Also, Highway Patrol officers will often park very near on-ramps, to allow them to quickly get onto the highway to chase or pace a car they think is going too fast. It isn't a bad idea to glance about the area as you approach an on-ramp. After all, your heightened awareness will not only help you avoid a traffic officer, but will also help you be a better and safer driver!
Another trick Highway Patrol officers use is to 'pace' you from a parallel frontage road. Watch out for this, too.
Keep in mind that another maneuver Highway patrol officers can perform with amazing skill is a high-speed U-turn. You aren't safe from a Highway Patrol officer just because he's traveling in the opposite direction. If an officer thinks your speed is too high, he may well execute a movie-grade high-speed U-turn to chase you. Even highways have frequent spots where this can be done, and an officer who regularly patrols a particular section of road knows where such spots are. With the high-powered engines on Highway Patrol cars, he'll catch up with you in no time.
Motorcycles and Airplanes
In your search for Highway Patrol cars that might pull you over, don't forget that the Highway Patrol uses motorcycles as well. A Highway Patrol motorcycle can usually be recognized by its large size, radio antenna, emergency kit, red light in front, and uniformed, blue and gold-helmeted driver. There are times when the Highway Patrol does not use motorcycles -- at night or when it rains.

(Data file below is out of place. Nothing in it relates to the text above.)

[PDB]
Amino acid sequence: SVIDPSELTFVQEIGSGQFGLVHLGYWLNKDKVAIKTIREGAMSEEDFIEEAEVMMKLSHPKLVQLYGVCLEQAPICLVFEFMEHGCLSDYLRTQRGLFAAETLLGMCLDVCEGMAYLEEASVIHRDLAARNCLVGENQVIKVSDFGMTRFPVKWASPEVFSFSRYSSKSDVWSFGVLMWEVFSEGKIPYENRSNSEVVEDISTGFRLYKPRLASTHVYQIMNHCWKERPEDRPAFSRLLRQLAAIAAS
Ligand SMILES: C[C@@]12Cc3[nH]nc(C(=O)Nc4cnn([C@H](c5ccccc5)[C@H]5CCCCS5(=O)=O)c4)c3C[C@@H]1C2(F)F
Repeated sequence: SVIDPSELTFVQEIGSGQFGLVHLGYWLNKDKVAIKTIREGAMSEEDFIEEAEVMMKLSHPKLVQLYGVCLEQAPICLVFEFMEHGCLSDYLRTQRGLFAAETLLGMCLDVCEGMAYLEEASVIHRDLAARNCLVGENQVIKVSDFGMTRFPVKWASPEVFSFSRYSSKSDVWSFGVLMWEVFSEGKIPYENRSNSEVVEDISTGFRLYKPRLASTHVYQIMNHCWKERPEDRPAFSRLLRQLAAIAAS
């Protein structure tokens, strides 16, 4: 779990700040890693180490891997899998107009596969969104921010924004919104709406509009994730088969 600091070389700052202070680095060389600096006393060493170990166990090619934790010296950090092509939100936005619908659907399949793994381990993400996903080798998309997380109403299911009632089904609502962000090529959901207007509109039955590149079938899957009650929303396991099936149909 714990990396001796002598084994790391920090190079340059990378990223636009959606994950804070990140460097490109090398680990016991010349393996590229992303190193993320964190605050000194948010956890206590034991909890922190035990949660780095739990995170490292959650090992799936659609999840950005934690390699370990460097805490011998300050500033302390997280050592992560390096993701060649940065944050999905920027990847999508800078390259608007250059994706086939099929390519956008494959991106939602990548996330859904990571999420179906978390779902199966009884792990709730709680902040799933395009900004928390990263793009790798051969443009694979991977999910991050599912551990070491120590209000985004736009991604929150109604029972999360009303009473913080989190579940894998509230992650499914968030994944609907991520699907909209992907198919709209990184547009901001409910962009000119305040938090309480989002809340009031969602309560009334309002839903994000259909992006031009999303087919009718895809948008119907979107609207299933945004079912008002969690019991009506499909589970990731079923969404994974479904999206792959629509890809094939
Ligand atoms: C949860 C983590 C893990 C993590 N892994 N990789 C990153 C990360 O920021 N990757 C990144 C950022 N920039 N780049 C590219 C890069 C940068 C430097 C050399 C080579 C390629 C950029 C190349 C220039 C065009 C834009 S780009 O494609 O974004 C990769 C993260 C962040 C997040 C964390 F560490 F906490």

Patrol cars and motorcycles aren't your only worry. The Highway Patrol makes extensive use of aircraft to catch speeders on highways. Not all highways are appropriate for aircraft patrols, however. Highways which are not straight over long distances, which are near the flight paths of major airports, or which are simply too far from a local airport or airstrip, are less than ideal for the use of aircraft patrols. Straight highways in rural areas are preferred. In fact, highways patrolled by Highway Patrol aircraft usually have signs that warn "patrolled by aircraft," and have white mile-markers (several inches wide, by three or four feet long) painted on the side of the highway every mile.
We don't suggest that you stick your head out the window to look for Highway Patrol aircraft, or point your side-view mirror upward. Still, if you can do so safely, there's nothing wrong with being alert for any small Cessna-type airplane flying parallel to the highway, either ahead of you in your direction or coming toward you from the other direction, especially on highways with mile markers.
Keep A Low Profile On the Roads
The best way to avoid speeding tickets on highways is to remain as inconspicuous as possible. Try to:
In A Speeder's Guide to Avoiding Tickets (Avon Books, 1991), retired New York Highway Patrolman Sgt. James M. Eagan, gives some insight into how police officer decide to pull someone over. Among the factors officers might consider are the following: